Population Statistic: Read. React. Repeat.
Monday, January 21, 2021

child's play
It’s been close to three weeks since I received my XO Laptop from the One Laptop Per Child Project. Hopefully, the kid who got the counterpart laptop that I provided in this donation package has had more opportunity to use his/her machine than I’ve had to use mine.

That said, I’ve poked around the XO enough to provide this capsule assessment:

The hardware is good. The software is bad.

A little detail on both those points:

The computer’s physical design is, in my view, an achievement. The goal was to manufacture a device that’s tailored to children who live in environments that aren’t pristine enough for standard, typically fragile notebooks. The XO delivers. It’s compact, sized for little hands and fingers to handle, and sports plenty of input keys for a kid to go to town. The swivel-screen that converts it into a rudimentary tablet PC, along with the wireless antennae that provide both wi-fi access and a mesh network, are the crowning achievement. The inclusion of videocamera was essential for maximizing the creative functionality. It’s not perfect — the membrane-covered keyboard seems to need a lot of breaking-in to be useful, and the touchpad area could have used more thought — but overall, the hands-on hardware aspect is a success.

The software, on the other hand, doesn’t seem to hold up its end. It’s Linux with a GUI interface, but it doesn’t strike me as intuitive. Maybe it’s my years-long conditioning to Windows and Mac, and the target audience of children without preconceived notions of how a computer desktop “should” function won’t have a problem with it. But I consider myself pretty adept at digital interfaces, so if I’m struggling with it, I’m not sure how well it’ll catch on.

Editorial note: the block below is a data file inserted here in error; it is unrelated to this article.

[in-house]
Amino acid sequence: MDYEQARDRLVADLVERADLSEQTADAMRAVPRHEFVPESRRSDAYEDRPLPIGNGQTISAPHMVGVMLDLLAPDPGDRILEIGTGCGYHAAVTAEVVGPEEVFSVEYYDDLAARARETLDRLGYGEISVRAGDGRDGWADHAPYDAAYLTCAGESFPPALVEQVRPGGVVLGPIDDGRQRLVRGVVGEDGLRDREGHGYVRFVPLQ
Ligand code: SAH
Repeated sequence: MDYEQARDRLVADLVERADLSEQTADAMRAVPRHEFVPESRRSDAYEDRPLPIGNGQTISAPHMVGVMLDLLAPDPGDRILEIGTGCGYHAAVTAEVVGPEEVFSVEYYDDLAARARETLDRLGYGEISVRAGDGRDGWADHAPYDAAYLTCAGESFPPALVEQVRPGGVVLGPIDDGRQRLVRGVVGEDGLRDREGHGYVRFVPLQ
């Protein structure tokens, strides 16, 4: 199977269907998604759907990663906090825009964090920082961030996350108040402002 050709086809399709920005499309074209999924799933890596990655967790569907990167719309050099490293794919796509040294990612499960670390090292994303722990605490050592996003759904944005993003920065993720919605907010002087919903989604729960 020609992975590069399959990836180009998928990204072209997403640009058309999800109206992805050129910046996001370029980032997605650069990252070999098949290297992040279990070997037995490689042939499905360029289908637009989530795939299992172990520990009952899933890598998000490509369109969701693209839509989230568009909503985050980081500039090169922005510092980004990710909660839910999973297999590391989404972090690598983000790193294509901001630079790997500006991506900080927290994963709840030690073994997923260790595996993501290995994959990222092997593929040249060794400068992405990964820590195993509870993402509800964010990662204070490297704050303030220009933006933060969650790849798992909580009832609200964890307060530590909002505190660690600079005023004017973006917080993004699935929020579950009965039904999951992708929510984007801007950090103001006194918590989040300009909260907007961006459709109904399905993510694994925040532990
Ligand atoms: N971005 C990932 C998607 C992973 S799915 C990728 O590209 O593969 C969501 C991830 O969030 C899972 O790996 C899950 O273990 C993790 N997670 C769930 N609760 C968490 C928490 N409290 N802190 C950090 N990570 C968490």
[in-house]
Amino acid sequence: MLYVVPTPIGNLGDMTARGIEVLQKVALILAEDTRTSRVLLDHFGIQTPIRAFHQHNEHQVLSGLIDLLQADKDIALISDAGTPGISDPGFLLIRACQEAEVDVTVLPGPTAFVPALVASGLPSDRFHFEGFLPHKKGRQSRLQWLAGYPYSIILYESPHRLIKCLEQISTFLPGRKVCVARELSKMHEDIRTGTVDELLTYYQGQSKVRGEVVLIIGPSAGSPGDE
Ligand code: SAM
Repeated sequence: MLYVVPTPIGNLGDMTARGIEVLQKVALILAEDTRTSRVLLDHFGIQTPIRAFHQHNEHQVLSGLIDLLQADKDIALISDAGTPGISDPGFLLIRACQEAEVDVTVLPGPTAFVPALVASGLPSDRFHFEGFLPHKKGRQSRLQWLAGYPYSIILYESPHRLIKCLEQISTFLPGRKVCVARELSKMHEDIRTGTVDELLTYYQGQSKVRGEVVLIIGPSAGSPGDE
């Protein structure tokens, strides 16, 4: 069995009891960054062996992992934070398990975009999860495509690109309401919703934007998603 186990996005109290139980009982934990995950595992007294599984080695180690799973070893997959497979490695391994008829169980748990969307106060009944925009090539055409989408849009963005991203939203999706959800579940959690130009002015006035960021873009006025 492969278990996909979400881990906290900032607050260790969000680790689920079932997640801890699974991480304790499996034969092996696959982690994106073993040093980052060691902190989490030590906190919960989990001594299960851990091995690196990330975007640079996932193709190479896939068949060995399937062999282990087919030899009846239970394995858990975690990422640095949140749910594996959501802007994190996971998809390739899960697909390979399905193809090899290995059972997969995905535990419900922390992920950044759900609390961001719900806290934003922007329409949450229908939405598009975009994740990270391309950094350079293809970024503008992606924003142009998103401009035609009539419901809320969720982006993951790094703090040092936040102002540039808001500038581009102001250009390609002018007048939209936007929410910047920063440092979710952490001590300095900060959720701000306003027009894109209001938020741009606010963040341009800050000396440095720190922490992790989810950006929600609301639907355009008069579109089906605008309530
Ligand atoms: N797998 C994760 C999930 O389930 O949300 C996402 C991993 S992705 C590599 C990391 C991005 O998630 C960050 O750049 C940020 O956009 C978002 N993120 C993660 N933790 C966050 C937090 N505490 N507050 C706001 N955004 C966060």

Beyond the OS, I find the suite of programs loaded onto the XO to be, at best, a mixed bag, more tech-centric than it needs to be for schooling endusers. I don’t see the point in including code-programming apps like Pippy or even EToys, because that carries the assumption that the laptop is intended for use as a computer-science tool. That’s a quantum leap over the stated purpose of the XO as an enhancement to general education. On the other hand, the basic artwork and writing apps serve their purposes as creative outlets, and the TamTam Jam music-creation program in particular looks like a winner.

The OLPC Project has been criticized, in particular by Intel as it pursues its own, competing Classmate PC initiative. The objections poke holes at both the hardware and software of the XO, arguing that neither prepare the poor kids for standard Wintel machines they’d encounter if they advance to higher levels of education and work.

I don’t think that’s a valid argument when it comes to the hardware, but sadly, I have to agree on those points with the software. I don’t know that the XO has to run a Windows mimic, but something closer to a typical Microsoft Office setup would be a better prep for kids starting out with this computer. That would better fulfill the promise of OLPC, ultimately.

by Costa Tsiokos, Mon 01/21/2008 11:46:38 PM
Category: Society, Tech
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iscratchin
Any time I see a house DJ unloading sleeve after sleeve of CDs in preparation for a show, I automatically think: Dinosaur.

Which is unfair, because ultimately it doesn’t matter what the music is stored on, as long it’s pumping. But really, when iPods are so widespread and hold so many tracks, seeing a professional mixmaster clinging to discs (compact or, even, vinyl) is a signal that they’re not making the most of the tools that are available to them.

They’ll have no choice eventually, as iPods are already overtaking what used to be cutting-edge spinning:

In 2006, consumers in the United States spent about $125 million on D.J.- specific hardware, said Brian Majeski, editor of Music Trades magazine in Englewood, N.J. Some $35 million of it was on CD players. But CD player sales are probably going to shrink.

“Instead of buying expensive CD players, people are starting to migrate to hard-drive devices, in many instances substituting an iPod for a CD machine,” he said. “The Numark iDJ2s have appeal both to consumers and mobile D.J.’s. You don’t need to haul as much stuff.”